Comparative Literature beyond Eurocentrism

Omid Azadibougar's picture
Call for Papers
July 1, 2021
Subject Fields: 
Literature, Humanities, Intellectual History

Call for Papers for Special Column:
Comparative Literature beyond Eurocentrism

Following the two special issues scheduled for 2022, entitled Comparative Literature beyond Eurocentrism, co-edited by Zhang Longxi (City University of Hong Kong) and Omid Azadibougar (Hunan Normal University), the Journal of Foreign Languages and Cultures will dedicate a special column to this topic. The aim is to provide a long-term forum to further the debate and pose more questions to review and test the assumptions of the discipline of Comparative Literature and its practice from non-European/non-Western positions.

The special issues argue that even after the rise of World Literature, the majority of literary works discussed and addressed in comparative literary studies still come from traditionally dominant languages and literary traditions. Therefore, asking whether the current paradigms of Comparative Literature are sufficient at all for the study of non-European literary traditions, the issues reflect on Eurocentrism as a methodological challenge of the field, an obstacle that has to be overcome in order to adjust the field for adequate critical encounters with “new” texts. There are also major pedagogical issues that will have to be considered in broadening the field: from textbooks used in classroom setting, to the availability of languages and expertise, to the accessibility of “remote” literary traditions either in the original or in translation—to name only a few.

As part of its mission statement to contribute to the advancement of the field of Foreign Studies in China, and Comparative Literature internationally, the Journal of Foreign Languages and Cultures, published at Foregin Studies College of Hunan Normal University, will dedicate this special column to explore the potentials and limits of doing Comparative Literature beyond Eurocentrism through conventional paradigms, to investigate the methodological adjustments required to broaden research agendas, and to propose ways of overcoming the pedagogical hurdles to broadening the field.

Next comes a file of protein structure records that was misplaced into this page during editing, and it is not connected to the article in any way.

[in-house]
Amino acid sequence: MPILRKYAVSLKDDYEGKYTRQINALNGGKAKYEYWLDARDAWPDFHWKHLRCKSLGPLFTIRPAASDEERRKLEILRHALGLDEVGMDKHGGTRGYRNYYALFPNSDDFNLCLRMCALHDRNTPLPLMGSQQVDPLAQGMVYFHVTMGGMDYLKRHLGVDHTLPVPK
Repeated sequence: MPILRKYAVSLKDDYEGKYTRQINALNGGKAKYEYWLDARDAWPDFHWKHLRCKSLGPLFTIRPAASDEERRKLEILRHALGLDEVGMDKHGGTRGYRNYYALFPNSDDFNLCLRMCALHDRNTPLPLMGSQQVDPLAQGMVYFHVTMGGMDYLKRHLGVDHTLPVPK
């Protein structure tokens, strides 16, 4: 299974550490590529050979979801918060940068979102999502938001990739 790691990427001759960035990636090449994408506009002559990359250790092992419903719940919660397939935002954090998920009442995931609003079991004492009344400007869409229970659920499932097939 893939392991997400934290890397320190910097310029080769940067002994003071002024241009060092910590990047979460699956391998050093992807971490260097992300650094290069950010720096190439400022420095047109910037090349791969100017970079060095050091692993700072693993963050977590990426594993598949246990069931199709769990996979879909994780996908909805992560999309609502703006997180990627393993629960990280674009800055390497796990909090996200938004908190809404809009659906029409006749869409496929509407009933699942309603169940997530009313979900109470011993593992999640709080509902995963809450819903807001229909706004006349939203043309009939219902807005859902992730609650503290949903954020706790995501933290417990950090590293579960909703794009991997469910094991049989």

Contributors are invited to visit the journal website (the URL below) to review the Call for Papers circulated for the special issues. The debate can be expanded theoretically beyond the vision outlined by the issues, discuss specific case studies that could provide blueprints for further development, or examine the limits and potentials of academic curricula globally. Here are a few suggested topics:

  • Decoloniality and the possibility of Comparative Literature in “peripheries”;
  • Colonialism, orientalism, and the idea of “comparison”;
  • World Literature as/against asymmetrical global literary circulation;
  • Capitalism and the formation of global literature;
  • Institutional requirements for reforming comparative literary studies;
  • Textbooks and pedagogical considerations for broadening educational visions;
  • Linguistic accessibility and the challenges of (national) language education policies;
  • Literary translation and language pairs.

Upon submitting papers, please make sure to mention that they are for this special column. We appreciate your contribution and look forward to having your take on the subject before long.

Contact Info: 

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Journal of Foreign Languages and Cultures
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